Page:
WASHINGTON — The International Monetary Fund has upgraded its outlook for the world economy this year, envisioning resilient growth led by the United States and a slower pace of inflation.
In its latest outlook, the 190-country lending agency said Tuesday that it now expects the global economy to grow 3.1% this year, unchanged from 2023 but better than the 2.9% it had predicted for 2024 in its previous estimate in October.
Worldwide, the IMF thinks inflation will ease from 6.8% in 2023 to 5.8% in 2024 and 4.4% in 2025. In the most advanced economies, the agency expects inflation to drop this year to 2.6% and next year to the 2% level that the Federal Reserve and some other central banks have set as a target.
The combination of steady growth and falling inflation has raised hopes for a so-called soft landing for the global economy – a slowdown sufficient to contain inflation without causing a recession.
“We are now in the final descent toward a soft landing,’’ Pierre-Olivier Gourinchas, the IMF’s chief economist, told reporters ahead of the report’s release.
The forecast for overall global growth this year and next (3.2%) trails the 3.8% average from 2000 to 2019. That is partly because the Fed and other central banks aggressively raised interest rates to fight high inflation, and the resulting higher borrowing costs have slowed spending and investment.
Gourinchas said he expects “relatively limited’’ economic damage from the attacks by Yemen-based Houthi rebels on shipping in the Red Sea. The attacks have forced container ships carrying cargo between Asia and Europe to avoid the Suez Canal and instead take the long way around the tip of Africa, thereby delaying and disrupting shipments and raising freight charges. But Gourinchas said that for now, the Red Sea disruptions don’t seem to be “a major source of reigniting supply side inflation,” which arose from far more severe shipping backlogs in 2021 and 2022.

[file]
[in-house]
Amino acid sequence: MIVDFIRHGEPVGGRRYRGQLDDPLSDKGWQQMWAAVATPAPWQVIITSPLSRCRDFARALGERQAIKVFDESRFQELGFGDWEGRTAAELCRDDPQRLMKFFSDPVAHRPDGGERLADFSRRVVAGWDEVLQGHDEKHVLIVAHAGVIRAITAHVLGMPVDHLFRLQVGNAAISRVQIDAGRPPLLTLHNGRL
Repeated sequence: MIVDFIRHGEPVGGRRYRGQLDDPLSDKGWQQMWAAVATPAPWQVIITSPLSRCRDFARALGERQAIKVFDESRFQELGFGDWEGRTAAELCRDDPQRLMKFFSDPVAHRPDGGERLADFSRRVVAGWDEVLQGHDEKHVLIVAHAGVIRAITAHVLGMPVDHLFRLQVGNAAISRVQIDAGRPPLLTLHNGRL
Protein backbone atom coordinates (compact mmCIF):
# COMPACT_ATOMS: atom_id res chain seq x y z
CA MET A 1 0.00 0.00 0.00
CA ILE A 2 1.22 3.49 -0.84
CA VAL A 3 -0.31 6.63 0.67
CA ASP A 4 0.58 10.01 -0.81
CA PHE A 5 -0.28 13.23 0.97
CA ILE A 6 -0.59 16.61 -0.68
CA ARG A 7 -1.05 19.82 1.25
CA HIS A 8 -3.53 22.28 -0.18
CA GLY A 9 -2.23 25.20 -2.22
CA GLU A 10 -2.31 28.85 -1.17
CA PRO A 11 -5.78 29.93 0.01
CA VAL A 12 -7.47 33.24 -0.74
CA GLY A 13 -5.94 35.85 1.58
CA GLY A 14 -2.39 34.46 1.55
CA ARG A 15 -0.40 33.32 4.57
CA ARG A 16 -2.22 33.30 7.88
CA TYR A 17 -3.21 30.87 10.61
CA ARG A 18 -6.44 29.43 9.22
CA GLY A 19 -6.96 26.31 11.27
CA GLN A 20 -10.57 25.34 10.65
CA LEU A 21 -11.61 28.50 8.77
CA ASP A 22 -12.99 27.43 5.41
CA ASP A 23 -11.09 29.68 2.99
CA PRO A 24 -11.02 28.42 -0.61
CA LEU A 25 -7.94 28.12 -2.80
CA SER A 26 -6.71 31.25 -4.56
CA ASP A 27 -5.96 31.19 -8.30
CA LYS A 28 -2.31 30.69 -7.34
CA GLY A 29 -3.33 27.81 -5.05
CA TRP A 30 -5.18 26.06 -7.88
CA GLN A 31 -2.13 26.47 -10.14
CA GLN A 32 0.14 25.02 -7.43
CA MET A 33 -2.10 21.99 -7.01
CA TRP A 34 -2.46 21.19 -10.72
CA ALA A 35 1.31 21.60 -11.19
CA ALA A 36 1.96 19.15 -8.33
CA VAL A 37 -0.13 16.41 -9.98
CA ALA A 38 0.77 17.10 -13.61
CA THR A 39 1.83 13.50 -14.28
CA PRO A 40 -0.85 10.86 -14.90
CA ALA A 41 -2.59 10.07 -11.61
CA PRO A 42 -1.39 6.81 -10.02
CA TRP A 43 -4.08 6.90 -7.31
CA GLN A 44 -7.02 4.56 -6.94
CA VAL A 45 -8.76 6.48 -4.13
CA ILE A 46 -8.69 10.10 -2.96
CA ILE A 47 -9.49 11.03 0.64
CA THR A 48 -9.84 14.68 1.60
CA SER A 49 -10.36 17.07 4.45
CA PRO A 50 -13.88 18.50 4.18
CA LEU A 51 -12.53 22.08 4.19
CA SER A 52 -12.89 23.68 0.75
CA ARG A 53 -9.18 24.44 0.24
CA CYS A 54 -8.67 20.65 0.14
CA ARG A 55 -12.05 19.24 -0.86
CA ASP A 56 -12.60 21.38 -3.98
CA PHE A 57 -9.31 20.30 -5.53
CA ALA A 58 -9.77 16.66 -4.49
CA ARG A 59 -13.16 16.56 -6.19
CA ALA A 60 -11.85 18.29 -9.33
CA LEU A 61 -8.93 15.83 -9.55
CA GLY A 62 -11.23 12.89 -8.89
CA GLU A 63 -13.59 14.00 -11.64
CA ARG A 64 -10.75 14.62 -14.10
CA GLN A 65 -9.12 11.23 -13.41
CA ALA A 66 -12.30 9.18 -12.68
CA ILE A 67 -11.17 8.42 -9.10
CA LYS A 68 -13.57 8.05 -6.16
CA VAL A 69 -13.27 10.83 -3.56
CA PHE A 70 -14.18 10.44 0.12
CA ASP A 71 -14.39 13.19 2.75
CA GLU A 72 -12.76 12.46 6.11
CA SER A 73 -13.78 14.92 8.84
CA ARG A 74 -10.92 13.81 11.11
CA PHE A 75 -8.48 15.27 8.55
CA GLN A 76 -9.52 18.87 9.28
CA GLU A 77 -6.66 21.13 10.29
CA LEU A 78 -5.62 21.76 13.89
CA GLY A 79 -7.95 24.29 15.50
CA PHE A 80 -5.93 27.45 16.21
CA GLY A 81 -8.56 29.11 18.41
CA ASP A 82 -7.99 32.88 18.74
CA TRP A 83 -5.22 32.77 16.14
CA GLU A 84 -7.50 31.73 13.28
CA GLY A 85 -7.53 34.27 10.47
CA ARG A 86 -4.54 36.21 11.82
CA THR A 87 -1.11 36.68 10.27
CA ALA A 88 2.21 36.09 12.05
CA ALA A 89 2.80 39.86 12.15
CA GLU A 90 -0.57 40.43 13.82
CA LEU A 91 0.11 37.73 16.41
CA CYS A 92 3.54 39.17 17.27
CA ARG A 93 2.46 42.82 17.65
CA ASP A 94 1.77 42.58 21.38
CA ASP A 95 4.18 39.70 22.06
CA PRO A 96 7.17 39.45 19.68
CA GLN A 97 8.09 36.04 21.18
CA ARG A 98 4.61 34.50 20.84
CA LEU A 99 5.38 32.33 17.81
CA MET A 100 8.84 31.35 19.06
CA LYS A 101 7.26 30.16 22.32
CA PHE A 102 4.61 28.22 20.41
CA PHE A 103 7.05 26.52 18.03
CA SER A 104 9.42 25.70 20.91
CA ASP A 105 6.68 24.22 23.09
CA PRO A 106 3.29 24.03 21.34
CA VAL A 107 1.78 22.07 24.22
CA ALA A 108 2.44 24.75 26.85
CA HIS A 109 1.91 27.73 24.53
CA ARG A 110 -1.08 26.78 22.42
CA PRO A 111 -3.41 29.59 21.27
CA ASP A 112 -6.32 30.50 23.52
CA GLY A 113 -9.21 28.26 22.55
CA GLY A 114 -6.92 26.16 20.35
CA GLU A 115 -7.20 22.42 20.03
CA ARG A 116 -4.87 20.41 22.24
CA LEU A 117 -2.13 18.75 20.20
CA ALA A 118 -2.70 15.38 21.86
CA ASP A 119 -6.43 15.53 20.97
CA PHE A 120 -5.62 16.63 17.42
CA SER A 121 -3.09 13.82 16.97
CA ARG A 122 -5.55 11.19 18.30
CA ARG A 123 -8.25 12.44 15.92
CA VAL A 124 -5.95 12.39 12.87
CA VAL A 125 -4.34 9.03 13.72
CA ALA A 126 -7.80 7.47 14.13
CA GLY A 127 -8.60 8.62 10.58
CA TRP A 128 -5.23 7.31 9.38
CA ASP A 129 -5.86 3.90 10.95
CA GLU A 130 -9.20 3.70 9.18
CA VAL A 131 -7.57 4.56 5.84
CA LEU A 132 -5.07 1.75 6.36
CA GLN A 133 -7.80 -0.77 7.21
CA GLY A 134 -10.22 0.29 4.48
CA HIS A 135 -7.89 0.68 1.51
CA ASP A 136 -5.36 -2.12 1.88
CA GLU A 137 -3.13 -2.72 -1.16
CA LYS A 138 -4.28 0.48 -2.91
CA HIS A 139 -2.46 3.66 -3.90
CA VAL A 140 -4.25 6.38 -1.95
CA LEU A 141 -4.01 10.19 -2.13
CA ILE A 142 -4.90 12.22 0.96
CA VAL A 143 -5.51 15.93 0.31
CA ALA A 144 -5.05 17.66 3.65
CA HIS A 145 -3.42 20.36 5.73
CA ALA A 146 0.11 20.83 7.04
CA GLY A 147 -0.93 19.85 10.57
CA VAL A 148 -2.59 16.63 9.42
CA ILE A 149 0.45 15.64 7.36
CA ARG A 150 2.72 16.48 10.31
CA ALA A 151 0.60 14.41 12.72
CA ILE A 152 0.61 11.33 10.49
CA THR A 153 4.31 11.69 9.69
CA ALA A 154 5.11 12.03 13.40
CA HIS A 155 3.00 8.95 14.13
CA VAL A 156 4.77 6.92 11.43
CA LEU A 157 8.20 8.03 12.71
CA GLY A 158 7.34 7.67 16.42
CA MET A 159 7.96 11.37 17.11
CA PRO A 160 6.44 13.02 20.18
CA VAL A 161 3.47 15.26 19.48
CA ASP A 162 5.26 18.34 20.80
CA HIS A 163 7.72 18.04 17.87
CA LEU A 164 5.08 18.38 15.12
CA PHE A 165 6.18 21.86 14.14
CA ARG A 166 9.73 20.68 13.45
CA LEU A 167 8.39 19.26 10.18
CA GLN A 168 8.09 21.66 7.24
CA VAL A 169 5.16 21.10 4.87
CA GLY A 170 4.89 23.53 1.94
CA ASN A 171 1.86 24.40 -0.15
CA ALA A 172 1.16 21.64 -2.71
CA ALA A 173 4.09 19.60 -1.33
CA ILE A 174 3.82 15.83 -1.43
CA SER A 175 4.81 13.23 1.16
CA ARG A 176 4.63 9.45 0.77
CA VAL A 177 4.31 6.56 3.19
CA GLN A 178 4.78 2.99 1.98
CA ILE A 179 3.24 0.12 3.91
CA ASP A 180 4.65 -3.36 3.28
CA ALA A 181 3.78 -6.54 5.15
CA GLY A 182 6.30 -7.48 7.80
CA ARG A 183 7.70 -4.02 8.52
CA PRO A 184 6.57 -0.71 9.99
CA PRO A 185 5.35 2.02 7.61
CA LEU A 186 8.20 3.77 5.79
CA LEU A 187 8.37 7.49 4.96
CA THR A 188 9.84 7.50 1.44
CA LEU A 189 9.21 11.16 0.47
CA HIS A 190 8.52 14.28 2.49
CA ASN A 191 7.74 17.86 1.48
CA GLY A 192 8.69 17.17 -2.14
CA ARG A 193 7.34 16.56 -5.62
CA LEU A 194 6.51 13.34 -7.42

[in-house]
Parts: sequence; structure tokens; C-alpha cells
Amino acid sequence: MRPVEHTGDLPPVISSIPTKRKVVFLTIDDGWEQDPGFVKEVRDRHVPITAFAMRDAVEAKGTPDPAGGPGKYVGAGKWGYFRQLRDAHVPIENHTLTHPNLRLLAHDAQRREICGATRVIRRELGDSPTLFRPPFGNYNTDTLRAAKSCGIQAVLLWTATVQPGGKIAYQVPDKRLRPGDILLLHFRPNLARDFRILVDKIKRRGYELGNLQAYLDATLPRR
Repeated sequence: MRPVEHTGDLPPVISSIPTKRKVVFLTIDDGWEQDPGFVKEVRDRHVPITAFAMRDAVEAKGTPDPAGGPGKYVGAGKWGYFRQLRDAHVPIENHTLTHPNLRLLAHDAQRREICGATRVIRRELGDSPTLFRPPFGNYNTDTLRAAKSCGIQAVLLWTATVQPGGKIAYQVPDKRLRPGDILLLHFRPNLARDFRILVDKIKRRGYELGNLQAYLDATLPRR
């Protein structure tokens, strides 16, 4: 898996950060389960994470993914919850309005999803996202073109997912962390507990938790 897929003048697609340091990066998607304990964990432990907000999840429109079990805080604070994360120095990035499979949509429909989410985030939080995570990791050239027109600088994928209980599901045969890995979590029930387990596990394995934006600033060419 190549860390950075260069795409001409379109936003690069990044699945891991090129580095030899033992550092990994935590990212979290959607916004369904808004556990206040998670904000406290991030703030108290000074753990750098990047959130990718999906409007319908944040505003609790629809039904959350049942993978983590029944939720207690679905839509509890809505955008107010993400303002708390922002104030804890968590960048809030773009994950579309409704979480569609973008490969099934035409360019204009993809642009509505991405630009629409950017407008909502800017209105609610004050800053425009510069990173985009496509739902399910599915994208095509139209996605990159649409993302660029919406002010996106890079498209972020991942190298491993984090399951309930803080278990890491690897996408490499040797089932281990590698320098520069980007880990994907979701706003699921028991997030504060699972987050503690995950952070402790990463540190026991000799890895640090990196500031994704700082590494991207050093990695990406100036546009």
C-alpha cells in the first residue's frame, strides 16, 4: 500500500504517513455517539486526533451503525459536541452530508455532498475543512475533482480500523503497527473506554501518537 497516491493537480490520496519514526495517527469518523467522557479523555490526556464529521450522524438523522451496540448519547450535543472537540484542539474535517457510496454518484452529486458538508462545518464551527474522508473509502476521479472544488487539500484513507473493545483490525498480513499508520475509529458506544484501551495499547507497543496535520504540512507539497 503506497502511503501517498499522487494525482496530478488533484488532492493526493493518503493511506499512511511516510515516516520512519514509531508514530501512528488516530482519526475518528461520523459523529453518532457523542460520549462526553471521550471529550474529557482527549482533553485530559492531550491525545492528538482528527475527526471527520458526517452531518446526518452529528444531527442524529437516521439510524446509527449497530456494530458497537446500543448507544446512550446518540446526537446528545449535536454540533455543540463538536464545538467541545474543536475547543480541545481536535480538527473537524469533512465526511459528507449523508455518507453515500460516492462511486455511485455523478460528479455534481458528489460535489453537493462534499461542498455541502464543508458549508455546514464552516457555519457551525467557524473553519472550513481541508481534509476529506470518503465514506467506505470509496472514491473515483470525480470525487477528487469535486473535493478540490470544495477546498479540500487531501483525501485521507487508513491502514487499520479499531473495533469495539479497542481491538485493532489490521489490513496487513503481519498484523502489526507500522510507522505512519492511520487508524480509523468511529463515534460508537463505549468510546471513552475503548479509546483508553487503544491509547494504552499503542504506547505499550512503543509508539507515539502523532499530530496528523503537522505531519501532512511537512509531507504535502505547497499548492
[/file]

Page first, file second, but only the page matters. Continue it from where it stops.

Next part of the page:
For the United States, the world’s largest economy, the IMF sharply marked up its estimate for growth this year – to 2.1% from the 1.5% it had penciled in three months ago. The U.S. economy expanded 2.5% in 2023 after an unexpected burst of year-end growth fueled by consumers willing to spend despite higher borrowing costs.
The outlook for the slumping Chinese economy was also upgraded by the IMF. It now expects the world’s second-biggest economy to grow 4.6% this year, up from the 4.2% it had forecast in October but down from 5.2% growth in 2023. Government spending has helped offset the damage from a collapse in the Chinese housing market.
“There was a lot of resilience in many, many parts of the world,’’ Gourinchas said, singling out Brazil, India, Southeast Asia and Russia, which has remained surprisingly sturdy in the face of Western sanctions imposed after its invasion of Ukraine.
But the IMF downgraded the outlook for some places. Europe, for example, continues to struggle with dispirited consumers and the lingering effects of the energy price shock caused by the Russian invasion of Ukraine. The IMF expects the 20 countries that share the euro currency to collectively grow a meager 0.9% this year. That would be up from 0.5% growth in 2023 but down from the IMF’s October forecast of 1.2% growth for the eurozone this year.
The IMF also modestly downgraded the outlook for the Japanese economy, to 0.9%, a drop from 1.9% growth in 2023.
The improving inflation outlook is a result of higher interest rates, the end of the supply chain backlogs of the past couple of years, more workers entering the job market and lower energy prices after the spike caused by the Ukraine war. The IMF expects oil prices, which plunged 16% in 2023, to fall a further 2.3% this year and 4.8% in 2025.
The world economy still faces risks. One is that financial markets have become too confident that the Fed will reverse course and start cutting rates as early as its meeting in March. Gourinchas said he doesn’t expect the rate-cutting to start until the second half of 2024. Disappointed investors could drive down stock prices if they don’t see lower rates as soon as they hoped.
Another is that geopolitical tensions, especially between the United States and China, could disrupt world trade. Gourinchas suggested that some of President Joe Biden’s economic policies, including those that benefit American producers of computer chips and green technology, could violate World Trade Organization rules.
The IMF expects world trade to grow just 3.3% this year and 3.6% in 2025, below the historical average of 4.9%.